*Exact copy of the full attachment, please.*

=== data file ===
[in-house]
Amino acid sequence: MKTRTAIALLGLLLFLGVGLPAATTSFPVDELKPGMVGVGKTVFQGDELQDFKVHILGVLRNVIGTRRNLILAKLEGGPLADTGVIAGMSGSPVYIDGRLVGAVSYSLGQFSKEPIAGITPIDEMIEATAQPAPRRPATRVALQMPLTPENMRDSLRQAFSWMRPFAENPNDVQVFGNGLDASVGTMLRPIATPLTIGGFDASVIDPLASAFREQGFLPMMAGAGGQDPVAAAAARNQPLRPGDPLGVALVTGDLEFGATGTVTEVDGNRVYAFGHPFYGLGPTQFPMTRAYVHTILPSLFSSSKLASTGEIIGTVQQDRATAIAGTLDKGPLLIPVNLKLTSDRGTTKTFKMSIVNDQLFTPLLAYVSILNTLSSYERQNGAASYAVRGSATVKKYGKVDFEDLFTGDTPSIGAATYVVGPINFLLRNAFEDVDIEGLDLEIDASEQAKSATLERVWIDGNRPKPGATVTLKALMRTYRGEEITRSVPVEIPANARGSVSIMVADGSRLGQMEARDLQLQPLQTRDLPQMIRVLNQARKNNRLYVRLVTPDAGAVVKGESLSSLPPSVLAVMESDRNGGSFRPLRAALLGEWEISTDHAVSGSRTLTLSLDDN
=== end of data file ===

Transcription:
[in-house]
Amino acid sequence: MKTRTAIALLGLLLFLGVGLPAATTSFPVDELKPGMVGVGKTVFQGDELQDFKVHILGVLRNVIGTRRNLILAKLEGGPLADTGVIAGMSGSPVYIDGRLVGAVSYSLGQFSKEPIAGITPIDEMIEATAQPAPRRPATRVALQMPLTPENMRDSLRQAFSWMRPFAENPNDVQVFGNGLDASVGTMLRPIATPLTIGGFDASVIDPLASAFREQGFLPMMAGAGGQDPVAAAAARNQPLRPGDPLGVALVTGDLEFGATGTVTEVDGNRVYAFGHPFYGLGPTQFPMTRAYVHTILPSLFSSSKLASTGEIIGTVQQDRATAIAGTLDKGPLLIPVNLKLTSDRGTTKTFKMSIVNDQLFTPLLAYVSILNTLSSYERQNGAASYAVRGSATVKKYGKVDFEDLFTGDTPSIGAATYVVGPINFLLRNAFEDVDIEGLDLEIDASEQAKSATLERVWIDGNRPKPGATVTLKALMRTYRGEEITRSVPVEIPANARGSVSIMVADGSRLGQMEARDLQLQPLQTRDLPQMIRVLNQARKNNRLYVRLVTPDAGAVVKGESLSSLPPSVLAVMESDRNGGSFRPLRAALLGEWEISTDHAVSGSRTLTLSLDDN